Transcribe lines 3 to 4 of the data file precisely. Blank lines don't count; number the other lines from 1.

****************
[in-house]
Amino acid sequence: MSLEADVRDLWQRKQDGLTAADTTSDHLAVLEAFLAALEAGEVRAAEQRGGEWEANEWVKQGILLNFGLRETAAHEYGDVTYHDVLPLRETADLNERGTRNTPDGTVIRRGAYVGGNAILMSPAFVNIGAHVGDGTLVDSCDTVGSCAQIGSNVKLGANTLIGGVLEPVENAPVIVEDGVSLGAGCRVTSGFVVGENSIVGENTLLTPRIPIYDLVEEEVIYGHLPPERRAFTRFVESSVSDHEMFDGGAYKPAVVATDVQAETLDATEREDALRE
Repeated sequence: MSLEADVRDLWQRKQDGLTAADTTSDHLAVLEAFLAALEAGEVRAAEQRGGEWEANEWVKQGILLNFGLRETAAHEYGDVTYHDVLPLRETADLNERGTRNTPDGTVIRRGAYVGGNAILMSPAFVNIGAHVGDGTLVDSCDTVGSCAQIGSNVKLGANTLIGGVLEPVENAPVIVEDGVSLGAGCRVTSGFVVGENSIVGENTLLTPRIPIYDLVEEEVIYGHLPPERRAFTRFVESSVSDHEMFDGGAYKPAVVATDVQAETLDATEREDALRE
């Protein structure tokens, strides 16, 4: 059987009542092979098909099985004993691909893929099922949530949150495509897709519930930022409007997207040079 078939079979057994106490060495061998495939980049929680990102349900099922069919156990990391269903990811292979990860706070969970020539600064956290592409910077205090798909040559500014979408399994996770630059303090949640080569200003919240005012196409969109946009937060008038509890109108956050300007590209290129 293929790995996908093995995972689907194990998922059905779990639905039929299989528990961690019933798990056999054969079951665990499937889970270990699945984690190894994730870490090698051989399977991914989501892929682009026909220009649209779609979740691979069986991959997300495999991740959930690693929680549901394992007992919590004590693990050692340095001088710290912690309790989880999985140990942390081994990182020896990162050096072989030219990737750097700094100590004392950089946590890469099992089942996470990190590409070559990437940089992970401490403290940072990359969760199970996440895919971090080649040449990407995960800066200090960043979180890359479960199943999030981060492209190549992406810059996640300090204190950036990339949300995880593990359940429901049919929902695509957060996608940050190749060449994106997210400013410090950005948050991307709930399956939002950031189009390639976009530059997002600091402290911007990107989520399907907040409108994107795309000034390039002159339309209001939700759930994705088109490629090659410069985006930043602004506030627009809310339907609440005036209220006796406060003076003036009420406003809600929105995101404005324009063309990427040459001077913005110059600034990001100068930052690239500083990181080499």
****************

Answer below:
Repeated sequence: MSLEADVRDLWQRKQDGLTAADTTSDHLAVLEAFLAALEAGEVRAAEQRGGEWEANEWVKQGILLNFGLRETAAHEYGDVTYHDVLPLRETADLNERGTRNTPDGTVIRRGAYVGGNAILMSPAFVNIGAHVGDGTLVDSCDTVGSCAQIGSNVKLGANTLIGGVLEPVENAPVIVEDGVSLGAGCRVTSGFVVGENSIVGENTLLTPRIPIYDLVEEEVIYGHLPPERRAFTRFVESSVSDHEMFDGGAYKPAVVATDVQAETLDATEREDALRE
């Protein structure tokens, strides 16, 4: 059987009542092979098909099985004993691909893929099922949530949150495509897709519930930022409007997207040079 078939079979057994106490060495061998495939980049929680990102349900099922069919156990990391269903990811292979990860706070969970020539600064956290592409910077205090798909040559500014979408399994996770630059303090949640080569200003919240005012196409969109946009937060008038509890109108956050300007590209290129 293929790995996908093995995972689907194990998922059905779990639905039929299989528990961690019933798990056999054969079951665990499937889970270990699945984690190894994730870490090698051989399977991914989501892929682009026909220009649209779609979740691979069986991959997300495999991740959930690693929680549901394992007992919590004590693990050692340095001088710290912690309790989880999985140990942390081994990182020896990162050096072989030219990737750097700094100590004392950089946590890469099992089942996470990190590409070559990437940089992970401490403290940072990359969760199970996440895919971090080649040449990407995960800066200090960043979180890359479960199943999030981060492209190549992406810059996640300090204190950036990339949300995880593990359940429901049919929902695509957060996608940050190749060449994106997210400013410090950005948050991307709930399956939002950031189009390639976009530059997002600091402290911007990107989520399907907040409108994107795309000034390039002159339309209001939700759930994705088109490629090659410069985006930043602004506030627009809310339907609440005036209220006796406060003076003036009420406003809600929105995101404005324009063309990427040459001077913005110059600034990001100068930052690239500083990181080499």